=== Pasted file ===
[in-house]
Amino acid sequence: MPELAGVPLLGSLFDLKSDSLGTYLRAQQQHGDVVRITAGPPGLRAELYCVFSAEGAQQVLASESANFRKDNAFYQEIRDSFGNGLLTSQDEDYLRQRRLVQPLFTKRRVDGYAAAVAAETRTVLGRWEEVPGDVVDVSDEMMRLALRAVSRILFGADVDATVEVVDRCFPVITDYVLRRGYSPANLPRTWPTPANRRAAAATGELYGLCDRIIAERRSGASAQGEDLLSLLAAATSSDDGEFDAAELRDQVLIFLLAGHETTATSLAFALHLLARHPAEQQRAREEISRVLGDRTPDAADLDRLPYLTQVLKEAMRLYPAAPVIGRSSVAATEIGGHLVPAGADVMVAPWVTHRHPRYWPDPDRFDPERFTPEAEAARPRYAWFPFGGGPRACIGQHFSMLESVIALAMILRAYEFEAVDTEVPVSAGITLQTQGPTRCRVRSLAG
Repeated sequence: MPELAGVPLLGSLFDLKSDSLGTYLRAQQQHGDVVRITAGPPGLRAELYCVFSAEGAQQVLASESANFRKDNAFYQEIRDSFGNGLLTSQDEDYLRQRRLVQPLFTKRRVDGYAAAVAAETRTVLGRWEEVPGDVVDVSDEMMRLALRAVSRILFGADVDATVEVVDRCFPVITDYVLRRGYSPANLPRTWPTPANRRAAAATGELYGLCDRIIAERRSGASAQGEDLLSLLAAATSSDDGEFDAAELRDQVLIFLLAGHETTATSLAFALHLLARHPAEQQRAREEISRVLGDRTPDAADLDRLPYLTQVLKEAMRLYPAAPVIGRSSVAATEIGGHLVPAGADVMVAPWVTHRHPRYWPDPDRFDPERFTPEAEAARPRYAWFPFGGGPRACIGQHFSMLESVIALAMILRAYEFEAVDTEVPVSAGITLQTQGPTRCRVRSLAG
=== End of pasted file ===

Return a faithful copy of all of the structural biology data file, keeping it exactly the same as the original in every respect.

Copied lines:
[in-house]
Amino acid sequence: MPELAGVPLLGSLFDLKSDSLGTYLRAQQQHGDVVRITAGPPGLRAELYCVFSAEGAQQVLASESANFRKDNAFYQEIRDSFGNGLLTSQDEDYLRQRRLVQPLFTKRRVDGYAAAVAAETRTVLGRWEEVPGDVVDVSDEMMRLALRAVSRILFGADVDATVEVVDRCFPVITDYVLRRGYSPANLPRTWPTPANRRAAAATGELYGLCDRIIAERRSGASAQGEDLLSLLAAATSSDDGEFDAAELRDQVLIFLLAGHETTATSLAFALHLLARHPAEQQRAREEISRVLGDRTPDAADLDRLPYLTQVLKEAMRLYPAAPVIGRSSVAATEIGGHLVPAGADVMVAPWVTHRHPRYWPDPDRFDPERFTPEAEAARPRYAWFPFGGGPRACIGQHFSMLESVIALAMILRAYEFEAVDTEVPVSAGITLQTQGPTRCRVRSLAG
Repeated sequence: MPELAGVPLLGSLFDLKSDSLGTYLRAQQQHGDVVRITAGPPGLRAELYCVFSAEGAQQVLASESANFRKDNAFYQEIRDSFGNGLLTSQDEDYLRQRRLVQPLFTKRRVDGYAAAVAAETRTVLGRWEEVPGDVVDVSDEMMRLALRAVSRILFGADVDATVEVVDRCFPVITDYVLRRGYSPANLPRTWPTPANRRAAAATGELYGLCDRIIAERRSGASAQGEDLLSLLAAATSSDDGEFDAAELRDQVLIFLLAGHETTATSLAFALHLLARHPAEQQRAREEISRVLGDRTPDAADLDRLPYLTQVLKEAMRLYPAAPVIGRSSVAATEIGGHLVPAGADVMVAPWVTHRHPRYWPDPDRFDPERFTPEAEAARPRYAWFPFGGGPRACIGQHFSMLESVIALAMILRAYEFEAVDTEVPVSAGITLQTQGPTRCRVRSLAG